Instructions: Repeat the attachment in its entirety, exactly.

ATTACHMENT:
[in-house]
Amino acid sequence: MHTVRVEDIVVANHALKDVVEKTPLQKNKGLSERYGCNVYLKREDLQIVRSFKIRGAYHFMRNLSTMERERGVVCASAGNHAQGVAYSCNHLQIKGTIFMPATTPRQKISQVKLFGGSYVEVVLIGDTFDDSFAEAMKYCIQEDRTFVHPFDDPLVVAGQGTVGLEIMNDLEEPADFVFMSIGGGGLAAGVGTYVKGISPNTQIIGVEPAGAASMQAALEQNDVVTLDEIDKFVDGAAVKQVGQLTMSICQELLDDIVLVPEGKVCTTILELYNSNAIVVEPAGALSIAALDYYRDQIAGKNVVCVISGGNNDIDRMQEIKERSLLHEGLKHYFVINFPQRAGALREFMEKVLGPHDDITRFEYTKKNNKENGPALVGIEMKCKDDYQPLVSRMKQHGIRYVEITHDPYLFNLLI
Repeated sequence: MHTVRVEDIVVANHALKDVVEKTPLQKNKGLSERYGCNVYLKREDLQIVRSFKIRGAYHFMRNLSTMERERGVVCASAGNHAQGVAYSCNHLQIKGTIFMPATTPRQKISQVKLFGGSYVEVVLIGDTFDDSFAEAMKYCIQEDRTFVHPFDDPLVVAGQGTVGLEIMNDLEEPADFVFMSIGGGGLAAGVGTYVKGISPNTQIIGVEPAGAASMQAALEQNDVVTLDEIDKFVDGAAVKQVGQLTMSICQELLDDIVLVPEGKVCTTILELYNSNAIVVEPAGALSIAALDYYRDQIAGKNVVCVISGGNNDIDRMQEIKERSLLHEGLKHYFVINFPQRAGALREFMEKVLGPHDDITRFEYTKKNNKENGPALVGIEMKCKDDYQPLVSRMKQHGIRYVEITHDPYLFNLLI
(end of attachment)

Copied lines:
[in-house]
Amino acid sequence: MHTVRVEDIVVANHALKDVVEKTPLQKNKGLSERYGCNVYLKREDLQIVRSFKIRGAYHFMRNLSTMERERGVVCASAGNHAQGVAYSCNHLQIKGTIFMPATTPRQKISQVKLFGGSYVEVVLIGDTFDDSFAEAMKYCIQEDRTFVHPFDDPLVVAGQGTVGLEIMNDLEEPADFVFMSIGGGGLAAGVGTYVKGISPNTQIIGVEPAGAASMQAALEQNDVVTLDEIDKFVDGAAVKQVGQLTMSICQELLDDIVLVPEGKVCTTILELYNSNAIVVEPAGALSIAALDYYRDQIAGKNVVCVISGGNNDIDRMQEIKERSLLHEGLKHYFVINFPQRAGALREFMEKVLGPHDDITRFEYTKKNNKENGPALVGIEMKCKDDYQPLVSRMKQHGIRYVEITHDPYLFNLLI
Repeated sequence: MHTVRVEDIVVANHALKDVVEKTPLQKNKGLSERYGCNVYLKREDLQIVRSFKIRGAYHFMRNLSTMERERGVVCASAGNHAQGVAYSCNHLQIKGTIFMPATTPRQKISQVKLFGGSYVEVVLIGDTFDDSFAEAMKYCIQEDRTFVHPFDDPLVVAGQGTVGLEIMNDLEEPADFVFMSIGGGGLAAGVGTYVKGISPNTQIIGVEPAGAASMQAALEQNDVVTLDEIDKFVDGAAVKQVGQLTMSICQELLDDIVLVPEGKVCTTILELYNSNAIVVEPAGALSIAALDYYRDQIAGKNVVCVISGGNNDIDRMQEIKERSLLHEGLKHYFVINFPQRAGALREFMEKVLGPHDDITRFEYTKKNNKENGPALVGIEMKCKDDYQPLVSRMKQHGIRYVEITHDPYLFNLLI